The book's thrust, however, is not about offering solutions; it is about laying out how food is produced today and how the production systems evolved. It is only through this kind of basic information - and a desire on the part of the consumer to want to know what goes into what they put in there mouths - that the problems in the food system can be addressed. Worth reading.
Note: If you think this sounds interesting, but are not a reader, check out Food Inc.. Many of the themes of the book are addressed in this film; which is not surprising, since the author is in the film and was a consultant to the filmmakers. The movie doesn't get into the issue of hunting and foraging - the last third of the book, but, quite frankly, this was also the least interesting part of the book since it has little applicability to how a nation of 330 million people can feed itself (not to mention a world of 7.5 billion people). ...more
If I could give this 3.5 stars I would. It is pretty good. I like the author's style, very engaging and informative, reflecting his years in print medIf I could give this 3.5 stars I would. It is pretty good. I like the author's style, very engaging and informative, reflecting his years in print media. I also found his stories of both corruption and courage to be fascinating. Finally, as a Detroit native who witnessed some of the events that led to the current state of the city, there was a personal angle that I have to acknowledge.
However, the book does have a few failings, the most glaring the failure to fully realize either the title ("an autopsy") or one of the premises, that Detroit's fate is potentially that of America. On the first point, "autopsy" to me implies a more systematic exploration of the trends and decisions that led to the present day. While the author does include some background on the city's history, more time is spent writing about family events and anecdotal tales of corruption and people trying their best to get by. A better title would have been "Detroit: a viewing" or "Detroit: a wake."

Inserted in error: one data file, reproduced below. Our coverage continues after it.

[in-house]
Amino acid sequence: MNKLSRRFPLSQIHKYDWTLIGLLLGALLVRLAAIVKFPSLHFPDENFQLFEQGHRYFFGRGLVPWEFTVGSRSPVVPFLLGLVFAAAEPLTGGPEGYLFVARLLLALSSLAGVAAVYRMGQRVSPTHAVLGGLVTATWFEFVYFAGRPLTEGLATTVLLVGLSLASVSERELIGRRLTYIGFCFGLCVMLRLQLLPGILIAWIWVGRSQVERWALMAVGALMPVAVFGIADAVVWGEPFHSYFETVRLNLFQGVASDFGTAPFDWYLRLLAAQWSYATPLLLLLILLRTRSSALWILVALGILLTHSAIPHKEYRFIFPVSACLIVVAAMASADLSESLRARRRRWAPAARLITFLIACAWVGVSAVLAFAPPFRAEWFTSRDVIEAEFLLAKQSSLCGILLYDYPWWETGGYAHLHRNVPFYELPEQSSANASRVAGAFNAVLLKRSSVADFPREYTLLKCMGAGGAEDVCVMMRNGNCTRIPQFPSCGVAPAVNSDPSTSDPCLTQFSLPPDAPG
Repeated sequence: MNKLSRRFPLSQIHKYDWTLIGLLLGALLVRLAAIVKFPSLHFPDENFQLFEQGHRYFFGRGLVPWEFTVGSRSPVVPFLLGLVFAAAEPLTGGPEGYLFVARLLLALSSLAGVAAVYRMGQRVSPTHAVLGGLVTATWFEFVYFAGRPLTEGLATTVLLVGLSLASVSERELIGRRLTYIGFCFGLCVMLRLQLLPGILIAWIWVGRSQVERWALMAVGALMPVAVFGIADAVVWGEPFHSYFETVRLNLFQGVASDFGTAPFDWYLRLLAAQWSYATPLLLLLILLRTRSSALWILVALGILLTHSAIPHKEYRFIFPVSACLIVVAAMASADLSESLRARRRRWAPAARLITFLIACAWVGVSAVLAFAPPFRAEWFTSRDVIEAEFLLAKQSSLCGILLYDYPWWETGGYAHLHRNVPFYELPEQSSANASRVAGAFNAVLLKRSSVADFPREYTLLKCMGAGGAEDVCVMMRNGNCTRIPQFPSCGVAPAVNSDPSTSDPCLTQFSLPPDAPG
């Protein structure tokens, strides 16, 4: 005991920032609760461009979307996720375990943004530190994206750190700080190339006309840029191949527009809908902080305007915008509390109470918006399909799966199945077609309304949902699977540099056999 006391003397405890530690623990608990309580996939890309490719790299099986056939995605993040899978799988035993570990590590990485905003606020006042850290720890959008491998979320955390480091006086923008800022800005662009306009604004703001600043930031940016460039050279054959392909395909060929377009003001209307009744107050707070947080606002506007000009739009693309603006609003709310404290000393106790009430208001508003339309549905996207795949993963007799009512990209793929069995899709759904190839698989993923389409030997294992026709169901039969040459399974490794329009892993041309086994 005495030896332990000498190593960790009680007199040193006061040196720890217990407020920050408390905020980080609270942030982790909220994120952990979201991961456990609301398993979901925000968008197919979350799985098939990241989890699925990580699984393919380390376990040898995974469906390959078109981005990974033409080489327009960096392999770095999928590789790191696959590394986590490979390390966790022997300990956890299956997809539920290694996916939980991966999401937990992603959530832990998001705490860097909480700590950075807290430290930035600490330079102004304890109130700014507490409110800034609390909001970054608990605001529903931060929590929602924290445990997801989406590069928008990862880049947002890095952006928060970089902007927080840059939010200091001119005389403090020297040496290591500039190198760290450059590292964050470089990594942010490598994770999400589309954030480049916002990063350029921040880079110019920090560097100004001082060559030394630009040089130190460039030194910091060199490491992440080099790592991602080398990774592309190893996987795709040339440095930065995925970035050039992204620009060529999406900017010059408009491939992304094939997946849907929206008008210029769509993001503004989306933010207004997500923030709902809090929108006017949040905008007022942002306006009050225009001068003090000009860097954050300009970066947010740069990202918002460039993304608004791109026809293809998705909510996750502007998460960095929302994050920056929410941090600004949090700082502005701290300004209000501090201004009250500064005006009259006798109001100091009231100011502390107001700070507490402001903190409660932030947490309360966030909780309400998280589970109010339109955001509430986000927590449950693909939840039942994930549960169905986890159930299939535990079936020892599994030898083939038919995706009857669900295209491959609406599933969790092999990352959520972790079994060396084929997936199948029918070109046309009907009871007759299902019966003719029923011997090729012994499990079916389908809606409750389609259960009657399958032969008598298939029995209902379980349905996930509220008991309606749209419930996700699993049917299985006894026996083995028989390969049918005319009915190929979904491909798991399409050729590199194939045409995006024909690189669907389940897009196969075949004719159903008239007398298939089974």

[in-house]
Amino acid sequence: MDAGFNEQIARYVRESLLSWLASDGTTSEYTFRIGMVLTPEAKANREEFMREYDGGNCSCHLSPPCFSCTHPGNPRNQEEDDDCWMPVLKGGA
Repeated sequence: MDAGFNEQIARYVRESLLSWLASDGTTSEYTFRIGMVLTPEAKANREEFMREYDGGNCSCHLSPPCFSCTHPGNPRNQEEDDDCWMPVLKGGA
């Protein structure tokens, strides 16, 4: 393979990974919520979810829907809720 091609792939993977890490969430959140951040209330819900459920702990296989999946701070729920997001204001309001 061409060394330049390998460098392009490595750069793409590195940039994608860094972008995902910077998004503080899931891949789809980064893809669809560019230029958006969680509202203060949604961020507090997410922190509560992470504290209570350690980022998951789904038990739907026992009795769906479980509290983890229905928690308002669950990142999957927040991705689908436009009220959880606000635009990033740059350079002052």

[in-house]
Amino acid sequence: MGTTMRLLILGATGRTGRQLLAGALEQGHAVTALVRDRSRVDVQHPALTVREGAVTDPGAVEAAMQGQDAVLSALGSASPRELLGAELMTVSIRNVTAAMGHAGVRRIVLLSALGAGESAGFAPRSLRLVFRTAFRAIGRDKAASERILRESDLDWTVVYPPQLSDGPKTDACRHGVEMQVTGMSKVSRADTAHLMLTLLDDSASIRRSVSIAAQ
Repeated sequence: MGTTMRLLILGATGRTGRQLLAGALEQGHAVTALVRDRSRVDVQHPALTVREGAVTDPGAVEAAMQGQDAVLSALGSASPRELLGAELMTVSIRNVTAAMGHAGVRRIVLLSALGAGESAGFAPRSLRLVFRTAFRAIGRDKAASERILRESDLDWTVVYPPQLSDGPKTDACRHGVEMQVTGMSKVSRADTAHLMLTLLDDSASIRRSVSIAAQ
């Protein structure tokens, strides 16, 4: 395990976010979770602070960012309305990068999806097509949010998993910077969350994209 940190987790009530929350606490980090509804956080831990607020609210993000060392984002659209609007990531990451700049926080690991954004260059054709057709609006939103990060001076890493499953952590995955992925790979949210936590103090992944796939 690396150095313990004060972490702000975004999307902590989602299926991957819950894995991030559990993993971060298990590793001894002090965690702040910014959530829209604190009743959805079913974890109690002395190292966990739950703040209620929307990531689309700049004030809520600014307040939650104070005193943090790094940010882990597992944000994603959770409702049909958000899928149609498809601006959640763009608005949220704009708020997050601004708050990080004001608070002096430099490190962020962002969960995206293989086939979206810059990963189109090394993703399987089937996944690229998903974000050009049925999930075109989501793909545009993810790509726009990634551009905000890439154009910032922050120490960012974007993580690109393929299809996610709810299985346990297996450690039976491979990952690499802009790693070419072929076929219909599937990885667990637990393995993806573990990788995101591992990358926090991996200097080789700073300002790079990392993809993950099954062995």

As for the second, more serious thematic failing, the author doesn't do a good job of synching up the problems in Detroit with those of the country. The most obvious one - the economic shifts of the last 40 years and the decline in manufacturing employment - is touched on; but is also one that has been gone over so many times that it seems like rote repetition. The more provocative one - trying to tie the corruption in the city government to a larger lose of confidence in the America system - is not well-developed and, in fact, the author offers counter-indications of this. I'm thinking specifically of the funeral of a fireman, in which the Detroit firemen show up in their shabby gear and the men from surrounding suburbs and other cities show up in new gear. This would seem to indicate "the system" is working elsewhere, just not Detroit. I think the case could be made that Detroit is a "canary in the coal mine" for America; I just don't think the author makes it.
Anyway, even with those criticisms, I still enjoyed the book...if one can actually be said to enjoy a book that is a record of the death rattle of a city....more